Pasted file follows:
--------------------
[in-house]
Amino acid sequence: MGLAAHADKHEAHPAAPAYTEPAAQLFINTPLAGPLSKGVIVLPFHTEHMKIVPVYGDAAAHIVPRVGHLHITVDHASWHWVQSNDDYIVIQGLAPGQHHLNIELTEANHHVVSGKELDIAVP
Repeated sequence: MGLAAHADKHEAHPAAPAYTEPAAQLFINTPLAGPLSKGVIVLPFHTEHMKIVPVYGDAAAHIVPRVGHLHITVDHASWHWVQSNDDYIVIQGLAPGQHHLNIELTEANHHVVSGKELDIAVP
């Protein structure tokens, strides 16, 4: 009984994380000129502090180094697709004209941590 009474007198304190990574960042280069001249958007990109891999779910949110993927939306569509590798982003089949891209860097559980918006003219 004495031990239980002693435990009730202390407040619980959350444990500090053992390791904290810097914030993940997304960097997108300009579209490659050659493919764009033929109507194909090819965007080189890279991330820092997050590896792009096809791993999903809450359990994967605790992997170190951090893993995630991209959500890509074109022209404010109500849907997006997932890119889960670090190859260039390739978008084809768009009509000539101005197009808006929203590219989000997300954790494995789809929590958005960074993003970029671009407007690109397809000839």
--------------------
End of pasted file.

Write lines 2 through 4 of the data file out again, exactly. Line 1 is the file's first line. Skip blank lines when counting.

Amino acid sequence: MGLAAHADKHEAHPAAPAYTEPAAQLFINTPLAGPLSKGVIVLPFHTEHMKIVPVYGDAAAHIVPRVGHLHITVDHASWHWVQSNDDYIVIQGLAPGQHHLNIELTEANHHVVSGKELDIAVP
Repeated sequence: MGLAAHADKHEAHPAAPAYTEPAAQLFINTPLAGPLSKGVIVLPFHTEHMKIVPVYGDAAAHIVPRVGHLHITVDHASWHWVQSNDDYIVIQGLAPGQHHLNIELTEANHHVVSGKELDIAVP
């Protein structure tokens, strides 16, 4: 009984994380000129502090180094697709004209941590 009474007198304190990574960042280069001249958007990109891999779910949110993927939306569509590798982003089949891209860097559980918006003219 004495031990239980002693435990009730202390407040619980959350444990500090053992390791904290810097914030993940997304960097997108300009579209490659050659493919764009033929109507194909090819965007080189890279991330820092997050590896792009096809791993999903809450359990994967605790992997170190951090893993995630991209959500890509074109022209404010109500849907997006997932890119889960670090190859260039390739978008084809768009009509000539101005197009808006929203590219989000997300954790494995789809929590958005960074993003970029671009407007690109397809000839």